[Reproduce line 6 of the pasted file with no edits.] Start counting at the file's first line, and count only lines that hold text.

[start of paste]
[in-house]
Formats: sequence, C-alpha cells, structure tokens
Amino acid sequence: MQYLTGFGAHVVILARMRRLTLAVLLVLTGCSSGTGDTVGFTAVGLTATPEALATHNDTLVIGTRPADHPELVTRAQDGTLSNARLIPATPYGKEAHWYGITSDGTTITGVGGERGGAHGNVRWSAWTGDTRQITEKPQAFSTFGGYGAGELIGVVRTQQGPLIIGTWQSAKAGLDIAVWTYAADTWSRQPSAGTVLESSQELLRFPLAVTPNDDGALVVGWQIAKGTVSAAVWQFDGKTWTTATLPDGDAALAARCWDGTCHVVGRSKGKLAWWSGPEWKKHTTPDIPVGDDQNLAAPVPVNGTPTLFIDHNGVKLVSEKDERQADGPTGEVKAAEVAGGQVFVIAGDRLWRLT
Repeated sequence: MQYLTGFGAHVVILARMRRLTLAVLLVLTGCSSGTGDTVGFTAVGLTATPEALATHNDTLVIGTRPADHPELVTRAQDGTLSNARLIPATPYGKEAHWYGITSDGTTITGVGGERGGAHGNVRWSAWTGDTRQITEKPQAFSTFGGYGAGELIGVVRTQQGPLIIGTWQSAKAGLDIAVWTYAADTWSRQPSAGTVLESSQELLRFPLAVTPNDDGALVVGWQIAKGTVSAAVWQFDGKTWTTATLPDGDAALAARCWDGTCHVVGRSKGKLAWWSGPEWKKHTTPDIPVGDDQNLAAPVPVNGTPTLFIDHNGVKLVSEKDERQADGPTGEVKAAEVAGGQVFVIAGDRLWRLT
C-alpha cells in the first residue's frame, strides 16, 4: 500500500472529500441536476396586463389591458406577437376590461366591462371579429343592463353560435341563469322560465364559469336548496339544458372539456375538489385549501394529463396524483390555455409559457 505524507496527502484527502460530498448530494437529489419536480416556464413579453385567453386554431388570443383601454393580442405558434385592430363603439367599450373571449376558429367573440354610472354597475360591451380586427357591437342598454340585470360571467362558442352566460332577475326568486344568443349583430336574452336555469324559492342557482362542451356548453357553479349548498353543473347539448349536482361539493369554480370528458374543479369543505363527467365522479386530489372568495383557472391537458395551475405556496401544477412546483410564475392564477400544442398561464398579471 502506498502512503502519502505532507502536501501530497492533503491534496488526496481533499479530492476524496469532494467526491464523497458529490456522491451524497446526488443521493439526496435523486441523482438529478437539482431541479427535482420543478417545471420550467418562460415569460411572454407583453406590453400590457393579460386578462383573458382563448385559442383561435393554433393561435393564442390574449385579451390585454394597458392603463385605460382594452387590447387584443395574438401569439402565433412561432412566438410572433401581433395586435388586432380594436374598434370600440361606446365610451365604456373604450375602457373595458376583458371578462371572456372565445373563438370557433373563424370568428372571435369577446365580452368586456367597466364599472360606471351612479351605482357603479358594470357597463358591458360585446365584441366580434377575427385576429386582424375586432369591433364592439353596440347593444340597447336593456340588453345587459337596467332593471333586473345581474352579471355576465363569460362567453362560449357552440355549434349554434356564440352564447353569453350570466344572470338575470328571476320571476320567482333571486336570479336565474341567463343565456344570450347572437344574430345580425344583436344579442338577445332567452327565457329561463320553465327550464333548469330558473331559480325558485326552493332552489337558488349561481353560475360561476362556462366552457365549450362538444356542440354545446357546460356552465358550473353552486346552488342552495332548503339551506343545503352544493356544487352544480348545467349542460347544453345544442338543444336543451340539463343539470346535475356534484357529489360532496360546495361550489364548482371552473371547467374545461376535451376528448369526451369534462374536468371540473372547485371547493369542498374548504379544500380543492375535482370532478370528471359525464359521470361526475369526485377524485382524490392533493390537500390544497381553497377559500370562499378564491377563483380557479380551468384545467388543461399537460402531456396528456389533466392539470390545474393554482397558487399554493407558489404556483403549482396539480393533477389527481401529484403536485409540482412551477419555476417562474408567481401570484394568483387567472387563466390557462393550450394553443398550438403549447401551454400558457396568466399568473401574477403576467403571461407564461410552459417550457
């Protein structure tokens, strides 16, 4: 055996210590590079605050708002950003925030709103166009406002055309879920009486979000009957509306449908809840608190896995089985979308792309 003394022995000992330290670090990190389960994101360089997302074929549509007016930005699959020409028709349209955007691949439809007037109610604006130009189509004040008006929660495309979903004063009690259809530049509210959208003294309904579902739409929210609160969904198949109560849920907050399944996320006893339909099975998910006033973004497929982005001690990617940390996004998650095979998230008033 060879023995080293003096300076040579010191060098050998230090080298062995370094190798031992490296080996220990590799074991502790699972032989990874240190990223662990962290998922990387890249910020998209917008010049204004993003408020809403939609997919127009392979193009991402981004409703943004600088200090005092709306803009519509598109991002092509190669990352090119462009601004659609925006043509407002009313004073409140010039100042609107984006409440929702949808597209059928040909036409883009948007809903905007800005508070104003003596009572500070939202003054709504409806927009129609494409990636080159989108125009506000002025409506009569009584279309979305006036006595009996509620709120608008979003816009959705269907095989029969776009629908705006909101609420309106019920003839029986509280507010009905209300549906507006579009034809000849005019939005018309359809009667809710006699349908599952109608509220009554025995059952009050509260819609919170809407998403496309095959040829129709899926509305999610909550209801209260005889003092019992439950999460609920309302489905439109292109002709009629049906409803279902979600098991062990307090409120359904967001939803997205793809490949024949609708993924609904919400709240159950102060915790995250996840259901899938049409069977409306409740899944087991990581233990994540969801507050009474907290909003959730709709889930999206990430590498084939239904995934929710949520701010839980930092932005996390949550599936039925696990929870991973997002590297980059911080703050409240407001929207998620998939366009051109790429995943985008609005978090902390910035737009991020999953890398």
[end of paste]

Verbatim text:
């Protein structure tokens, strides 16, 4: 055996210590590079605050708002950003925030709103166009406002055309879920009486979000009957509306449908809840608190896995089985979308792309 003394022995000992330290670090990190389960994101360089997302074929549509007016930005699959020409028709349209955007691949439809007037109610604006130009189509004040008006929660495309979903004063009690259809530049509210959208003294309904579902739409929210609160969904198949109560849920907050399944996320006893339909099975998910006033973004497929982005001690990617940390996004998650095979998230008033 060879023995080293003096300076040579010191060098050998230090080298062995370094190798031992490296080996220990590799074991502790699972032989990874240190990223662990962290998922990387890249910020998209917008010049204004993003408020809403939609997919127009392979193009991402981004409703943004600088200090005092709306803009519509598109991002092509190669990352090119462009601004659609925006043509407002009313004073409140010039100042609107984006409440929702949808597209059928040909036409883009948007809903905007800005508070104003003596009572500070939202003054709504409806927009129609494409990636080159989108125009506000002025409506009569009584279309979305006036006595009996509620709120608008979003816009959705269907095989029969776009629908705006909101609420309106019920003839029986509280507010009905209300549906507006579009034809000849005019939005018309359809009667809710006699349908599952109608509220009554025995059952009050509260819609919170809407998403496309095959040829129709899926509305999610909550209801209260005889003092019992439950999460609920309302489905439109292109002709009629049906409803279902979600098991062990307090409120359904967001939803997205793809490949024949609708993924609904919400709240159950102060915790995250996840259901899938049409069977409306409740899944087991990581233990994540969801507050009474907290909003959730709709889930999206990430590498084939239904995934929710949520701010839980930092932005996390949550599936039925696990929870991973997002590297980059911080703050409240407001929207998620998939366009051109790429995943985008609005978090902390910035737009991020999953890398």